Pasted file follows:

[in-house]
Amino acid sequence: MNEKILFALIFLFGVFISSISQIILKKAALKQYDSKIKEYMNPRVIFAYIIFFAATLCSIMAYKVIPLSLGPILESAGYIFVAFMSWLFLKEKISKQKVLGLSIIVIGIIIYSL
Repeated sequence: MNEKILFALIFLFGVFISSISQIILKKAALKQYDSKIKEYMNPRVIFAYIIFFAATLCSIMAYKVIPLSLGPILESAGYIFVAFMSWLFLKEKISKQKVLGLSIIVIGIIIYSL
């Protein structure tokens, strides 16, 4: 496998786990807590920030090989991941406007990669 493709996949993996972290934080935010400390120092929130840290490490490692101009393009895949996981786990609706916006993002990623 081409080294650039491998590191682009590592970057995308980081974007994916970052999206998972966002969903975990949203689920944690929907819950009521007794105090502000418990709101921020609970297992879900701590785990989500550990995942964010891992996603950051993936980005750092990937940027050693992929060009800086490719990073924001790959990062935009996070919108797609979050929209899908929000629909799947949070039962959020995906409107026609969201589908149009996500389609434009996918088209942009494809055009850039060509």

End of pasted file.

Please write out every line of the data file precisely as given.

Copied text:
[in-house]
Amino acid sequence: MNEKILFALIFLFGVFISSISQIILKKAALKQYDSKIKEYMNPRVIFAYIIFFAATLCSIMAYKVIPLSLGPILESAGYIFVAFMSWLFLKEKISKQKVLGLSIIVIGIIIYSL
Repeated sequence: MNEKILFALIFLFGVFISSISQIILKKAALKQYDSKIKEYMNPRVIFAYIIFFAATLCSIMAYKVIPLSLGPILESAGYIFVAFMSWLFLKEKISKQKVLGLSIIVIGIIIYSL
């Protein structure tokens, strides 16, 4: 496998786990807590920030090989991941406007990669 493709996949993996972290934080935010400390120092929130840290490490490692101009393009895949996981786990609706916006993002990623 081409080294650039491998590191682009590592970057995308980081974007994916970052999206998972966002969903975990949203689920944690929907819950009521007794105090502000418990709101921020609970297992879900701590785990989500550990995942964010891992996603950051993936980005750092990937940027050693992929060009800086490719990073924001790959990062935009996070919108797609979050929209899908929000629909799947949070039962959020995906409107026609969201589908149009996500389609434009996918088209942009494809055009850039060509």